Mark McEwan — chef and owner of Toronto’s North 44, Bymark, One Restaurant, Fabbrica and an eponymous grocery store — shares his business highs and lows in this excerpt from F&H’s Icons and Innovators breakfast series
Rosanna Caira: What made you want to become a chef?
Mark McEwan: I had worked in the restaurant business as a young teenager. I had a basic understanding of what the industry was, and when I finished high school I wanted to take the year off, so I decided: why not cook for a year? I went to every hotel and knocked on doors until I found a chef who would take me on as an apprentice. If it didn’t work out, hotel management was my second choice; I’d been accepted to [school in] Guelph [Ont.], and I would go the next year. But I landed in the business, and it felt good…. I remember when I told my family I was going to be a cook it was complete silence at the table. So that’s how glamorous my start was. I didn’t have a mother who was like Julia Child, I did not have parents who took me around the world to sample food.
RC: What early lessons have stood the test of time?
MM: Joe Vonlanthen [the late chef who worked at the Constellation Hotel, where I began my career,] was well organized — running numbers, managing staff, managing a herd of apprentices instead of hiring cooks. He had that advantage of having almost a zero labour cost in his kitchen, which made him the star. [It was] a bit controversial in its day among other chefs, but he had a style of management that taught you how to run the office. I was with him for six years, and then the opportunity came up at The Sutton Place when I was 24. I went in as executive sous, and they made me head chef when I was 25. I had the ground skills to manage the office and the business.
RC: When did you open your first restaurant?
MM: I was chef at The Sutton Place for three years, and in ’85 I had the itch to do something. [I had] been chatting with Franco Prevedello. He had the famous restaurant named Pronto [which I was interested in co-owning…. So, I] sold the sports car, hawked my parents’ condo — I got them to sign for me — and bought a 1/3 partnership in the restaurant. It was a great start for me, and I built North 44 in ’90.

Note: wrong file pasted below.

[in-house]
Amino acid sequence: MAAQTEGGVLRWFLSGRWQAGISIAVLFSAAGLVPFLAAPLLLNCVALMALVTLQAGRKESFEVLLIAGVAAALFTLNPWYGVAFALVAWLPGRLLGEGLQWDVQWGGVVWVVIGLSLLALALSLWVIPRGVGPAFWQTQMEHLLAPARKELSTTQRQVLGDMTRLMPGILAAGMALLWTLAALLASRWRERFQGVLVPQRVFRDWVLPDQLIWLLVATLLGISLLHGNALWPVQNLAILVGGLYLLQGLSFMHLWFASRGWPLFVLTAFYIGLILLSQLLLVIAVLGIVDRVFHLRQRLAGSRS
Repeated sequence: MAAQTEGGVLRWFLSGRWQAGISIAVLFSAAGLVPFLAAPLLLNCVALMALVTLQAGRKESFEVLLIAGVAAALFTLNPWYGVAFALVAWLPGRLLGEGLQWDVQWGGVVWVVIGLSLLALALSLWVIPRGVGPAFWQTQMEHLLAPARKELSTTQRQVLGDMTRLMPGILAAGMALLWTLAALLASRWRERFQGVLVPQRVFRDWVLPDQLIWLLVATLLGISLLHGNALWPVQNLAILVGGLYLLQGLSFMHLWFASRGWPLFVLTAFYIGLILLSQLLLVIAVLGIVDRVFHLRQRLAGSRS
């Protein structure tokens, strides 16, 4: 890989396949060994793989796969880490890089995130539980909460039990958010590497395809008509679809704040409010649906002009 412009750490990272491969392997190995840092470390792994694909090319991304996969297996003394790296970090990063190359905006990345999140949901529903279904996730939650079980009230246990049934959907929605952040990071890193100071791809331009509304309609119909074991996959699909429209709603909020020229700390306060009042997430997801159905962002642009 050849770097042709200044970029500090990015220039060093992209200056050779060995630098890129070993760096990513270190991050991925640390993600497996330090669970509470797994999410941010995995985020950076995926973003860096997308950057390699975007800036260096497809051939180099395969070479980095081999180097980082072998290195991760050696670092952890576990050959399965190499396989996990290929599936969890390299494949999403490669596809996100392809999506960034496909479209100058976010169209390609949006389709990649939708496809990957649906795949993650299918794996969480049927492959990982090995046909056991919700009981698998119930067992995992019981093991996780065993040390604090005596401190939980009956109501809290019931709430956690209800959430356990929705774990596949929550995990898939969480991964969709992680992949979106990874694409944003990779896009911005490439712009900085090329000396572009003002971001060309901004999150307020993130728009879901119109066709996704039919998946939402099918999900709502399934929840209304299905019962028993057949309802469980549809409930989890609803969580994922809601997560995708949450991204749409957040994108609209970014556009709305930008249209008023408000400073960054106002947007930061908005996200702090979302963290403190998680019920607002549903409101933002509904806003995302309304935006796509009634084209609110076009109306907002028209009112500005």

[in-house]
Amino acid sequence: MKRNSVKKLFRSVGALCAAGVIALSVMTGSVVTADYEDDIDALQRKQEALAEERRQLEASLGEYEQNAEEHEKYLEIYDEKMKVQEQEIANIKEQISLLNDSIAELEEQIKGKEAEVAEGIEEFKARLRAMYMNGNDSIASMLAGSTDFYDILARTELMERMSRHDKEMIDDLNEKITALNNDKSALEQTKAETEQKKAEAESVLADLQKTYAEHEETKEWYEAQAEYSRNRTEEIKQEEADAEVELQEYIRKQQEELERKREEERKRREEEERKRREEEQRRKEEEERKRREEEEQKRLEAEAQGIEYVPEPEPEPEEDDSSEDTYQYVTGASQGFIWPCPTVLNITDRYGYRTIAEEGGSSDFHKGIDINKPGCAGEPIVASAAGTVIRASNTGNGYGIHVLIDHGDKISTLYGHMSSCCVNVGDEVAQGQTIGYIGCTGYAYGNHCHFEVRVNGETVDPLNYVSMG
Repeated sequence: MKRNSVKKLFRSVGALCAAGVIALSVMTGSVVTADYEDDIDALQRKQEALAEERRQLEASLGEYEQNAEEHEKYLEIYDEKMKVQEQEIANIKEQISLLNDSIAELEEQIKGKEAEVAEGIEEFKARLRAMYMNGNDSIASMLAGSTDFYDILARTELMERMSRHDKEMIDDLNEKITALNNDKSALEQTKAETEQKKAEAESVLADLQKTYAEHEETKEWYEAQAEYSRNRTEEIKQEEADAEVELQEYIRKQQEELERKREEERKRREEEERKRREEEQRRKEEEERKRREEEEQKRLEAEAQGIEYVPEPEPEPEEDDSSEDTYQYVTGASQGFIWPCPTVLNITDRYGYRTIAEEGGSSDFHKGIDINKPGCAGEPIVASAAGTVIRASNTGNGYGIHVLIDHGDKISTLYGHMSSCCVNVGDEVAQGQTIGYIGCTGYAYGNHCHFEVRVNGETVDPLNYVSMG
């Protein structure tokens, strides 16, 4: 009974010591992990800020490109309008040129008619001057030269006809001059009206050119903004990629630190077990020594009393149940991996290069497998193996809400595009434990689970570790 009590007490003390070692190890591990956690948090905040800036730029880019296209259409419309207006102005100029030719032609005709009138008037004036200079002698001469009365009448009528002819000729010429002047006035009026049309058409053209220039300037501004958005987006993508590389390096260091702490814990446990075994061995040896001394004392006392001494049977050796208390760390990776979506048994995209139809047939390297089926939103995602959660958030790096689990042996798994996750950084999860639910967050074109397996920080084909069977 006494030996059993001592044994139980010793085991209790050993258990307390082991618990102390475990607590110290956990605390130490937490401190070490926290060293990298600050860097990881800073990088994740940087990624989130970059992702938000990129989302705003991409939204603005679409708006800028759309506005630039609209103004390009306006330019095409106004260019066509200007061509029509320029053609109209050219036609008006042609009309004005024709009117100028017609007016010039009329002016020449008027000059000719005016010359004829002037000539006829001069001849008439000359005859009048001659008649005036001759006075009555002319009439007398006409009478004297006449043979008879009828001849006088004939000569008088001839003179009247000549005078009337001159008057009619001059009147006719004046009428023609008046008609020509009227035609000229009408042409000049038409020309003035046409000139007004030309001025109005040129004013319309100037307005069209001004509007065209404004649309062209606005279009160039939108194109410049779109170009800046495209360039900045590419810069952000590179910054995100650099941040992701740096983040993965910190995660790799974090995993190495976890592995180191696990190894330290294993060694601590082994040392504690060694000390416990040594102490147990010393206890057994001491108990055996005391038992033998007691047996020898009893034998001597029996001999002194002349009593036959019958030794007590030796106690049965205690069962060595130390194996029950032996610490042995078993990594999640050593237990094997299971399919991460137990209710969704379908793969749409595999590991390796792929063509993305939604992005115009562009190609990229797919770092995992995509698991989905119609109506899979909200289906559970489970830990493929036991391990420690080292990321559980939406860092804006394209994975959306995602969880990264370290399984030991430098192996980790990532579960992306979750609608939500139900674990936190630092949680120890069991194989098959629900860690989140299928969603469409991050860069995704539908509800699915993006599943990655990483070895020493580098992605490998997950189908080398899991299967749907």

RC: North 44 was your first real solo experience. What made you take that leap?
MM: I was young and full of energy, and I was really pissed at Franco. He promised he wouldn’t open a restaurant within a certain proximity, and he opened Centro, which was the biggest, boldest restaurant Canada had ever seen, and it pulled a little of our business away, [so], I thought, ‘I’m going to open right across the street from him.’
RC: How has North 44 been doing so well for 25 years, especially when fine-dining restaurants are waning in popularity?
MM: We have a history with people, and there is a consistency…. So, you become new and unique to people, and you can reacquaint yourself with the younger clientele. I have no interest in changing it. I want to be more like ourselves and better at it.
RC: What made you open Bymark?
MM: The adventure [of it]. I signed that deal, and the planes hit the [World Trade Center] in New York two weeks after. That’s when I first became acquainted with CNN. I don’t think I washed, shaved or changed my pyjamas for a week; I sat on the couch and watched the news. I thought ‘Wow, I’m a genius. I just signed a deal for a restaurant at the base of a 54-storey tower.’ After sitting there for two weeks, I thought ‘We’re just going to do it. I’m not going to blink at this.’ And it’s the best thing we ever did. The downtown core was really starting to move. There were no restaurants in the core, and all of a sudden it started to happen quickly. It’s been a great 12-year story.
RC: What made you want to open One restaurant in a hotel such as The Hazelton?
MM: I was amazed by what they wanted to do with the hotel. I had a great opportunity, especially with the patio outside. It was a gamble, because there were no proven success stories in the area [of Yorkville in Toronto]. People scratched their head and wondered why I was doing it, but it worked out. It opened August 25th, right before [The Toronto International] film festival. They handed me my head. Our first month of business we did $1.58 million in sales.
RC: Was it a culinary stretch to open Fabbrica as an uptown Italian concept?
MM: I guess you could say that. I have always loved Italian food, and I wanted to do a strict Italian restaurant. Did I think the location was risky? Knowing what I know now, I would say, yes. It’s been a tougher area to get started in, but it’s shown itself to be a very good area. I like that we have been specific to a certain style of cooking. We didn’t try to reinvent it — never claimed we invented the recipes, just that we are good practitioners of them.
RC: How much did you spend on that restaurant?
MM: My finished cost was $2.4 million; $400,000 more than I budgeted.
RC: Many chef business operators don’t always succeed financially. How do you make it work?